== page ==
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AMA Arch Surg. 1951;62(4):601-603. doi:10.1001/archsurg.1951.01250030609020.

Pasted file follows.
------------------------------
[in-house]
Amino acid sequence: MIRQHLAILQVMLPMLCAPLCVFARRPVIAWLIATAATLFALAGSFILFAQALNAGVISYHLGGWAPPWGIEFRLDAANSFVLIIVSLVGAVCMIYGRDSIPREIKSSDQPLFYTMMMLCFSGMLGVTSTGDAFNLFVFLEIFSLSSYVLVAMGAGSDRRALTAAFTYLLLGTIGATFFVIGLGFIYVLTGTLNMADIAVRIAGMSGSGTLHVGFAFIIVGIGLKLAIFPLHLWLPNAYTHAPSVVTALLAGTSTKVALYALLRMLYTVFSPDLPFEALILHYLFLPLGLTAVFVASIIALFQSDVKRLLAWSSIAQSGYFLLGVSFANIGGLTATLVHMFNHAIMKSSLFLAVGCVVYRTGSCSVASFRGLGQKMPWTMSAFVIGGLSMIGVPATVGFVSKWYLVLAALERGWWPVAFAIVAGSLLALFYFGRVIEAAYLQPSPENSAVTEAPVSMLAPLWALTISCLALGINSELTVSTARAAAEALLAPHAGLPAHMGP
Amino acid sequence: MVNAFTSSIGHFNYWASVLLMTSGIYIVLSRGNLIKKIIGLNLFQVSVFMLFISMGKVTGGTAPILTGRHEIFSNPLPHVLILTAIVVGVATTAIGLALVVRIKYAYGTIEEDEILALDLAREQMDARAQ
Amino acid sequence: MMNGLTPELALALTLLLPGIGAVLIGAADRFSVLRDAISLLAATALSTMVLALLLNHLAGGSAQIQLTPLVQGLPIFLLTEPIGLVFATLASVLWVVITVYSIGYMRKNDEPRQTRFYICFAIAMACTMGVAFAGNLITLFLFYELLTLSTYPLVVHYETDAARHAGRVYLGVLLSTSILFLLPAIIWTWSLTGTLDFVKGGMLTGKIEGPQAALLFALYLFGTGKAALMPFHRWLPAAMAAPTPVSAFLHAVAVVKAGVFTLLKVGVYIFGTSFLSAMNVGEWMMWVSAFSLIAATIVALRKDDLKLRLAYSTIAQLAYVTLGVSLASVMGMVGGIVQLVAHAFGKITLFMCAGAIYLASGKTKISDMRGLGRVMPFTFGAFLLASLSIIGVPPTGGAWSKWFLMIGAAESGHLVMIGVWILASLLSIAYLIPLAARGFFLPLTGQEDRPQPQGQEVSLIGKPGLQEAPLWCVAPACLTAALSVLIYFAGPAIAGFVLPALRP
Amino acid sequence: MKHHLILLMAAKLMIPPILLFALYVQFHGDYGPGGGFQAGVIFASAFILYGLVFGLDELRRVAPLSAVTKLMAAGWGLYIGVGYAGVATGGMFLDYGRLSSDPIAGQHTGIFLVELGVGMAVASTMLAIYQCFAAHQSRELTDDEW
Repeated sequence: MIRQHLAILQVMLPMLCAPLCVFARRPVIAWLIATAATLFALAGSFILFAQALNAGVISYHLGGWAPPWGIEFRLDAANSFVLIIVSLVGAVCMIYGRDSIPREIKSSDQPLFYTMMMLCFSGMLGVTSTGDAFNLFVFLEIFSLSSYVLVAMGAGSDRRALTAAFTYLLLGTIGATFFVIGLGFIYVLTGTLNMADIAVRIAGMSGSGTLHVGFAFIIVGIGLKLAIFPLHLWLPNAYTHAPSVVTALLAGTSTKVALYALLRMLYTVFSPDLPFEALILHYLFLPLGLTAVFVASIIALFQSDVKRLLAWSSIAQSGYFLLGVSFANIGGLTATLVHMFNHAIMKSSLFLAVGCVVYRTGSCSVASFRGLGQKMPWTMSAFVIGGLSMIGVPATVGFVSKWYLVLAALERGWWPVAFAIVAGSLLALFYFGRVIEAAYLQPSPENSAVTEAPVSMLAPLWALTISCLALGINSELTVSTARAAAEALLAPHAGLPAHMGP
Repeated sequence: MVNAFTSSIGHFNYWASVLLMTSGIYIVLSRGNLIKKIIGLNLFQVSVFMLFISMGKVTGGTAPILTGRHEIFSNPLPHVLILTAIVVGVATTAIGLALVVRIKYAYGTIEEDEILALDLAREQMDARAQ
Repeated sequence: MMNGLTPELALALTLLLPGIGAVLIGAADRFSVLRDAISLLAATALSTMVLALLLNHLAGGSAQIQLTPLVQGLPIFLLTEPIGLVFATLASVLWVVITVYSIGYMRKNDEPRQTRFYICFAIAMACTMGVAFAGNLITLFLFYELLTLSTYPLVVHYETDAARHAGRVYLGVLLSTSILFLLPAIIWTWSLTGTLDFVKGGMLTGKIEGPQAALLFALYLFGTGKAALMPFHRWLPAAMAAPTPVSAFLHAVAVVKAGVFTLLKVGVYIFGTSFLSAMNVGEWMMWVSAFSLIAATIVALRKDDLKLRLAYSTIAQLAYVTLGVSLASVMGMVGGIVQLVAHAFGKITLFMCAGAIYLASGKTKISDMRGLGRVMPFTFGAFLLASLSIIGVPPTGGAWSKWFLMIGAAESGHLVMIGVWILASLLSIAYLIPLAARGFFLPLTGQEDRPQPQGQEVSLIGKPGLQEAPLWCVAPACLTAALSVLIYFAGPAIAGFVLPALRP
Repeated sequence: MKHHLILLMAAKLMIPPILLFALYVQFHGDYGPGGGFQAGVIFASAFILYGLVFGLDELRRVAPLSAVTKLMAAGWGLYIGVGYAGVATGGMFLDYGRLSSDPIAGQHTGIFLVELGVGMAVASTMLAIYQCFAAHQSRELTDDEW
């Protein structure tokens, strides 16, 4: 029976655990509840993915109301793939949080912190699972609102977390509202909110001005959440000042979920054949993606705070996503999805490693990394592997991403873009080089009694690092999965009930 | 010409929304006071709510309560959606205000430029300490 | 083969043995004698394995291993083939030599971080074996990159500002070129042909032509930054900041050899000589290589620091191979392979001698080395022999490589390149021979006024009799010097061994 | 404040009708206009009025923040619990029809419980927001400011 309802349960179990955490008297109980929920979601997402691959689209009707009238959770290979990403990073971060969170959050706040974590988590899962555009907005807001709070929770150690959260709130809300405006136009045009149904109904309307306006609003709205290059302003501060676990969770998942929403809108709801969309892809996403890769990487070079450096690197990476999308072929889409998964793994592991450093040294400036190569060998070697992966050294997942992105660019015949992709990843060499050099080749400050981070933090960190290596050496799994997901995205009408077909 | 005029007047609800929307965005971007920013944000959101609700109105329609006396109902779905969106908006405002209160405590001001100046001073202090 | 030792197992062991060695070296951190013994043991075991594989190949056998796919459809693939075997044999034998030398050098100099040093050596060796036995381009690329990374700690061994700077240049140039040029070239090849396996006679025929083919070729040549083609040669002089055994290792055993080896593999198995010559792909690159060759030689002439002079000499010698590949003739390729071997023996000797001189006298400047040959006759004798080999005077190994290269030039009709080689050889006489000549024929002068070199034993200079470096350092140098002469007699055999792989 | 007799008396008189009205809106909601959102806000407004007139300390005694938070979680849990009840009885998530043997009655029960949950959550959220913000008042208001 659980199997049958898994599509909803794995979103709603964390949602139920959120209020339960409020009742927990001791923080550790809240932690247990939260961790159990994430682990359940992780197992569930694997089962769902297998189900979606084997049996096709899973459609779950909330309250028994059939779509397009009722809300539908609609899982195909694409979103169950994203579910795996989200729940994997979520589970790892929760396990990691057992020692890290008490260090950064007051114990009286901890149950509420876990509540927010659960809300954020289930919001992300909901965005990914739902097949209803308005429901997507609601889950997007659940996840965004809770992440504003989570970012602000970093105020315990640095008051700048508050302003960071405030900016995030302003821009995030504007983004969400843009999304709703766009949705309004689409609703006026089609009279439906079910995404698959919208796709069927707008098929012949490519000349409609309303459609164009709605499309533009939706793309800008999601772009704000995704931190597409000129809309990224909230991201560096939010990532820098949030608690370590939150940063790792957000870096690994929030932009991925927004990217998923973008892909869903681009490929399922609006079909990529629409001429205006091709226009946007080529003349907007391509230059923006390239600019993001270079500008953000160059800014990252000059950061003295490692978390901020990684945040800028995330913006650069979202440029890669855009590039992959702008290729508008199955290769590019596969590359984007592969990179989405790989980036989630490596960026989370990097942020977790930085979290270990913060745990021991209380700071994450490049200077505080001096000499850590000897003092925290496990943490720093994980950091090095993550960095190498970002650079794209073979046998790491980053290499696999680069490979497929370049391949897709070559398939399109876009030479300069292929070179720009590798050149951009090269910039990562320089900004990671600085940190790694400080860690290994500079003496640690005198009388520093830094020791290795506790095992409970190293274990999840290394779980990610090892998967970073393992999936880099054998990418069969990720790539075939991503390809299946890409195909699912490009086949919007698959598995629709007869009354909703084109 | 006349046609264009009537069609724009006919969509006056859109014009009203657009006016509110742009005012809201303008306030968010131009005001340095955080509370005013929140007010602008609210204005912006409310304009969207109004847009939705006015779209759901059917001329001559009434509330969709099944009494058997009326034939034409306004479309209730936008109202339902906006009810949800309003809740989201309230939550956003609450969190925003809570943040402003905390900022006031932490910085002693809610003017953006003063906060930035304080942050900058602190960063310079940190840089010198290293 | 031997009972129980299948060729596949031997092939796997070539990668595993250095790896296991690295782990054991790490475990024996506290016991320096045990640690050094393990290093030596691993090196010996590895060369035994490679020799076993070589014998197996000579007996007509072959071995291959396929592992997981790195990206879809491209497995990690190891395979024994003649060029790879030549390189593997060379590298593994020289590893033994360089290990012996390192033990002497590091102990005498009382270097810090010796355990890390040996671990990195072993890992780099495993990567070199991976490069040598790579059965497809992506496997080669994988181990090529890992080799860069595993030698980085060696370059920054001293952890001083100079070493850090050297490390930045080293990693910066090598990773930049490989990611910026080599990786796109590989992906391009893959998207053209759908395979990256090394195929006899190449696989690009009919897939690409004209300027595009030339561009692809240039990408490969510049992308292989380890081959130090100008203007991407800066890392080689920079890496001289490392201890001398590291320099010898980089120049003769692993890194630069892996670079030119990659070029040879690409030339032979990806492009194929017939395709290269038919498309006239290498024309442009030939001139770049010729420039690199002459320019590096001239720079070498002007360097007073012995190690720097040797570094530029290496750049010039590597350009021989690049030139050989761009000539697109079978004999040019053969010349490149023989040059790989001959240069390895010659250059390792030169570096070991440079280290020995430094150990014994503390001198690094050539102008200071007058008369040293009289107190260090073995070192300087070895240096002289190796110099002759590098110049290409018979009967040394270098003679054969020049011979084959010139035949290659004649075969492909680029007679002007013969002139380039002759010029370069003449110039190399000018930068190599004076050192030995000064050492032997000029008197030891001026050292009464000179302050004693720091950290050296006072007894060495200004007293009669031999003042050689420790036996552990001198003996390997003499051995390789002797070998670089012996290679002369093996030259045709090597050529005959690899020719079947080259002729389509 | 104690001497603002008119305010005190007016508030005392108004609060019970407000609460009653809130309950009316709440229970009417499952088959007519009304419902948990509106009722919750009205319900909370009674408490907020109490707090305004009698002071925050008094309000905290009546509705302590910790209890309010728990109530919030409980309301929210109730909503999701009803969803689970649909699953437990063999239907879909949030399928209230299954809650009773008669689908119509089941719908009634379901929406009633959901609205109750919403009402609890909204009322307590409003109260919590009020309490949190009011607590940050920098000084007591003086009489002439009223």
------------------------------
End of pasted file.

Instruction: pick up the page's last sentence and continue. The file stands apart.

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THE SUBJECT of pharyngoesophageal diverticulum is an interesting one, not because the diverticula are rare but because the etiological factors are not definitely known. Most of the authors, including Lahey1 and Harrington,2 feel that there is a true herniation of the mucosa and submucosa of the esophagus, probably resulting from a congenital weakness plus the pulsion force of swallowing which causes the herniation. King3 also states that herniation of the esophageal wall may result from pressure of the lower border of the cricoid cartilage against the ridge of the fifth cervical vertebral joint. Bortone4 shows that the pouch usually arises just above the beginning of the esophagus and bulges through the cricoid-pharyngeal muscle and the herniation probably results from mechanical pressure. Scott5 feels that it is a congenital anomaly in which repeated pressure on a weak area loosens the attachment of the cricopharyngeal muscle and


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